Squash and stretch
This action gives the illusion of weight and volume to a character as it moves. Also squash and stretch is useful in animating dialogue and doing facial expressions. How extreme the use of squash and stretch is, depends on what is required in animating the scene. Usually it’s broader in a short style of picture and subtler in a feature. It is used in all forms of character animation from a bouncing ball to the body weight of a person walking. This is the most important element you will be required to master and will be used often.
Timing and Spacing
Timing and spacing in animation is what gives objects and characters the illusion of moving within the laws of physics. Timing refers to the number of frames between two poses. For example, if a ball travels from screen left to screen right in 24 frames that would be the timing. It takes 24 frames or one second (if you’re working within the film rate of 24 frames per second) for the ball to reach the other side of the screen. The spacing refers to how those individual frames are placed.
Anticipation is used in animation to set the audience up for an action that is about to happen. An easy way to think about this is that if a person needs to move forward, they first must move back. For example, if a character is about to walk forward, they might move back slightly, this not only gets their momentum up, but it also lets the audience know this person is about to move. Or if a character is reaching for a glass on a table, they might move their hand back, before moving it forward. Not only is anticipation needed to prepare the audience, but it’s also required to sell believable movements.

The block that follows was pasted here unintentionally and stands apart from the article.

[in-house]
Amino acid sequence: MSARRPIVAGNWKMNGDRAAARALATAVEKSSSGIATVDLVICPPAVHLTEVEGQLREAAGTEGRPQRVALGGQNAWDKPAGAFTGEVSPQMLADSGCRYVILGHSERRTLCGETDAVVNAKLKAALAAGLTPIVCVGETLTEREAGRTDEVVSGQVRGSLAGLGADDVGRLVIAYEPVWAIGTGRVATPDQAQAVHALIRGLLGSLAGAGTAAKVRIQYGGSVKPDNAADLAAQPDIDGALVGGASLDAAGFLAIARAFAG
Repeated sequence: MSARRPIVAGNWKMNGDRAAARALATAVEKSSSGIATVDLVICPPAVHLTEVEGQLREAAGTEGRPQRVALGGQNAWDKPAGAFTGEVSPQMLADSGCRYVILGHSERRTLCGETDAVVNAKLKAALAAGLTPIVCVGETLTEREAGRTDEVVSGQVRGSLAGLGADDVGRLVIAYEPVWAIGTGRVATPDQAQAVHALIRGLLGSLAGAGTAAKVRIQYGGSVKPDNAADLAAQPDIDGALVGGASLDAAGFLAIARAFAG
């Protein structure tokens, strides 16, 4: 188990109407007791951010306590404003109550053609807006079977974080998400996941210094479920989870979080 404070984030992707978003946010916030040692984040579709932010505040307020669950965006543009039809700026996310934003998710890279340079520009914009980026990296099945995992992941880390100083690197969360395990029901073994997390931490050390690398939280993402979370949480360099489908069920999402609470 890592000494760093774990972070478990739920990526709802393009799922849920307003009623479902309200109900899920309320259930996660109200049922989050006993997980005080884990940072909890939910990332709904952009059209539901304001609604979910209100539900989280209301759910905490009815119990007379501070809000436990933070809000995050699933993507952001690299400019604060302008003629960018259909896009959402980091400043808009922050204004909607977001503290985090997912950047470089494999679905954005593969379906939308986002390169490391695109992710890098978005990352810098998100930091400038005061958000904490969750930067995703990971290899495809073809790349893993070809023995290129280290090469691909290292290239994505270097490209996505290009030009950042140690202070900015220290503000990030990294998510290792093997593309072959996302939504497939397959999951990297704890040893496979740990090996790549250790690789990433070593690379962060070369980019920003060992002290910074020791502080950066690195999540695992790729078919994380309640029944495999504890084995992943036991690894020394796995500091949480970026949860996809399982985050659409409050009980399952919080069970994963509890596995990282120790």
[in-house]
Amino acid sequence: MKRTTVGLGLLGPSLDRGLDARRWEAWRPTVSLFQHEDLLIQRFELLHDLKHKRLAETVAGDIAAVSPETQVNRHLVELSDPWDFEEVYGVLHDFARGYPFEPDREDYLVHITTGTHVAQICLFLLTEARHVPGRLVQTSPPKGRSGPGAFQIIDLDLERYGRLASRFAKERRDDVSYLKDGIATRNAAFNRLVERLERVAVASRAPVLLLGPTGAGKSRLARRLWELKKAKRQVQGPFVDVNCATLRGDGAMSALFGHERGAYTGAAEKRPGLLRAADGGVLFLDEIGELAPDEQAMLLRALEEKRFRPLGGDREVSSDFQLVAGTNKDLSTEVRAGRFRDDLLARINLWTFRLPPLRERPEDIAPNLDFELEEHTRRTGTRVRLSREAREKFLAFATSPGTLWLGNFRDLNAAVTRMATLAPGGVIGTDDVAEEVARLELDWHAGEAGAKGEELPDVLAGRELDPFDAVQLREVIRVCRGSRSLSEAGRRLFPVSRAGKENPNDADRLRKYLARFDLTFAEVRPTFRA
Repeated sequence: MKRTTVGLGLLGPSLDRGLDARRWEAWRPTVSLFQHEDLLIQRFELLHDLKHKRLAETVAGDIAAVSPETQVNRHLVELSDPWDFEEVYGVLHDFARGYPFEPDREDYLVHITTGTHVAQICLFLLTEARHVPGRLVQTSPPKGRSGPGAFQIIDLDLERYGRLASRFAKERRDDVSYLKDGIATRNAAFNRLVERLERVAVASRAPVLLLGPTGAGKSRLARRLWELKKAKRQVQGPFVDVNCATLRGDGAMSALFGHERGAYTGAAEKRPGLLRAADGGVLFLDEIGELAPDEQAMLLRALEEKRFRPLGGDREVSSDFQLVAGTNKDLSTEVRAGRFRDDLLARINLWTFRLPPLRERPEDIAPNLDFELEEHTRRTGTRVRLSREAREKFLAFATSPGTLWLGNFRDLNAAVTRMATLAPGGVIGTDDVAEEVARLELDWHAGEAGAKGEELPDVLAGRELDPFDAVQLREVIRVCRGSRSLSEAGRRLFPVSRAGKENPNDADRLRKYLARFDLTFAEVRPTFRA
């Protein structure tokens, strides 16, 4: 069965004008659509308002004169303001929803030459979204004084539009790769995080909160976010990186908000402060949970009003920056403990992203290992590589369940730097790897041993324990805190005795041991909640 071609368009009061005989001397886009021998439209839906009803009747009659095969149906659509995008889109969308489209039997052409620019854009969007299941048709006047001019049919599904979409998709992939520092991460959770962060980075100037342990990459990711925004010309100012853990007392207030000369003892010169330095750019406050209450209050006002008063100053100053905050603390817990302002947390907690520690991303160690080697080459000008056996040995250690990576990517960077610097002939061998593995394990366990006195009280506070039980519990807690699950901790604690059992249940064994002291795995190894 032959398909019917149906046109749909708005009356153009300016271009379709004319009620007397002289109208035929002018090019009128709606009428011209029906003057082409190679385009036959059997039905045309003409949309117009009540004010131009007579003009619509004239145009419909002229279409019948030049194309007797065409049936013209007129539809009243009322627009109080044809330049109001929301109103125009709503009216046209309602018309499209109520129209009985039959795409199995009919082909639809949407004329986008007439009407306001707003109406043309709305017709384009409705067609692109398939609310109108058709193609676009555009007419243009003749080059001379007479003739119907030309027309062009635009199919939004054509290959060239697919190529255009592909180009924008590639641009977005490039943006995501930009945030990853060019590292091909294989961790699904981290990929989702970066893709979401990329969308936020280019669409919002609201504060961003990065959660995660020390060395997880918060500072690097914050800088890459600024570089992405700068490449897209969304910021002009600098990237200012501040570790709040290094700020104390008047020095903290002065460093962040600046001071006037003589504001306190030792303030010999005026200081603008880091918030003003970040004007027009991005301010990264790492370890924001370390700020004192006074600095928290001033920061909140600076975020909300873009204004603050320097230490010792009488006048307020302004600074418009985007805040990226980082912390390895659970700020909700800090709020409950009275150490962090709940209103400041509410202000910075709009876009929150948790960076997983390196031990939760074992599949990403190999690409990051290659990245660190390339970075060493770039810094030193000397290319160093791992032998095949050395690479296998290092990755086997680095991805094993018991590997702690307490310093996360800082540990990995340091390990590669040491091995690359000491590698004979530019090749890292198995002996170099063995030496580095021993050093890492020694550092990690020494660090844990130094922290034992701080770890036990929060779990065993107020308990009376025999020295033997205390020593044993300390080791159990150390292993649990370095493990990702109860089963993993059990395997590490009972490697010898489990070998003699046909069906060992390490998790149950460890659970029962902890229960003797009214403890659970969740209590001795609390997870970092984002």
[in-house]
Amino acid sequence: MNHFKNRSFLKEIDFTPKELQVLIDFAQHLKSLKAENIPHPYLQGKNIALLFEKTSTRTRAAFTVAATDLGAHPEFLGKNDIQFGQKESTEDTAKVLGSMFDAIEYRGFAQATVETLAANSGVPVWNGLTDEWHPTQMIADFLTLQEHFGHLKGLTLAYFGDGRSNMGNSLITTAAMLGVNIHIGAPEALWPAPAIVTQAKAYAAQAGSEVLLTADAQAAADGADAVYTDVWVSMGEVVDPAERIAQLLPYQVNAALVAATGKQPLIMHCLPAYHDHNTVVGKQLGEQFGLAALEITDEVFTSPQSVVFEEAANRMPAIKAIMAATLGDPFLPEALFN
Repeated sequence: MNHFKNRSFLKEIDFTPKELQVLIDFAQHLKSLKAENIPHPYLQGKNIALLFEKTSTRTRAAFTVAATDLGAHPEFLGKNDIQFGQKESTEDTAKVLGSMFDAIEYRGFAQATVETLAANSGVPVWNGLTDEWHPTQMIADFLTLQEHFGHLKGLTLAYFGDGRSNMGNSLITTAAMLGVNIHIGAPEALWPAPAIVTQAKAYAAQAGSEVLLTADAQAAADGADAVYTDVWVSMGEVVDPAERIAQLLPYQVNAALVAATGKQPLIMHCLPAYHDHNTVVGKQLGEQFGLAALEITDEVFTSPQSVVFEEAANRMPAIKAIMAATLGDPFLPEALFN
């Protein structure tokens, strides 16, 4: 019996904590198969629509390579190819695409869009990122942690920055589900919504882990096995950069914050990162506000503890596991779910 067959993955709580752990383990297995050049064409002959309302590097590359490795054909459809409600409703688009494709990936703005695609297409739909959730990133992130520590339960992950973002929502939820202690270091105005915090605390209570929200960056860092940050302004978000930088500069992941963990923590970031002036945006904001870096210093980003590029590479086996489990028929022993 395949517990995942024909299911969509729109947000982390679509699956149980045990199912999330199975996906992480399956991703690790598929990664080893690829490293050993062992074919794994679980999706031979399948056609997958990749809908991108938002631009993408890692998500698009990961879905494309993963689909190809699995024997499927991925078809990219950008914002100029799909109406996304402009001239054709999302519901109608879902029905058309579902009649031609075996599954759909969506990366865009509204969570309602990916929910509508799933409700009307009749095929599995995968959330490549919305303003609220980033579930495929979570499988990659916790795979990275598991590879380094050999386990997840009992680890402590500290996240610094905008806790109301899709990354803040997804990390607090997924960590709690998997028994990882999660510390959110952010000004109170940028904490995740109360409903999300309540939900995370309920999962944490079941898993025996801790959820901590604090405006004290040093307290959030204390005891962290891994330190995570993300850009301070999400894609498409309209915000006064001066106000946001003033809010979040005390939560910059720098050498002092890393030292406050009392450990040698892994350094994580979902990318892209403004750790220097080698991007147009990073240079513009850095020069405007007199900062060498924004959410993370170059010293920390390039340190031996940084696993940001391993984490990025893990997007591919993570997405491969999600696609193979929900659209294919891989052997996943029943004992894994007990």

A pose or action should clearly communicate to the audience the attitude, mood, reaction or idea of the character as it relates to the story and continuity of the story line. The effective use of long, medium, or close up shots, as well as camera angles also helps in telling the story. There is a limited amount of time in a film, so each sequence, scene and frame of film must relate to the overall story.
This principle can really come down to adding more appeal in many different areas of your animation, such as appeal in posing. However, the most obvious example is appeal in the character design, you want to have a character that the audience can connect to or relate to. A complicated or confusing character design can lack appeal. You can find areas on the character to push and exaggerate to create a more unique character design that will stick out in the audience’s memory. For example, simply exaggerating the jaw of the character or pushing the youthfulness in the eyes.
The above mentioned five characteristics are the solid foundation for one’s animation career. You can learn them at from any 3d animation course in an animation academy.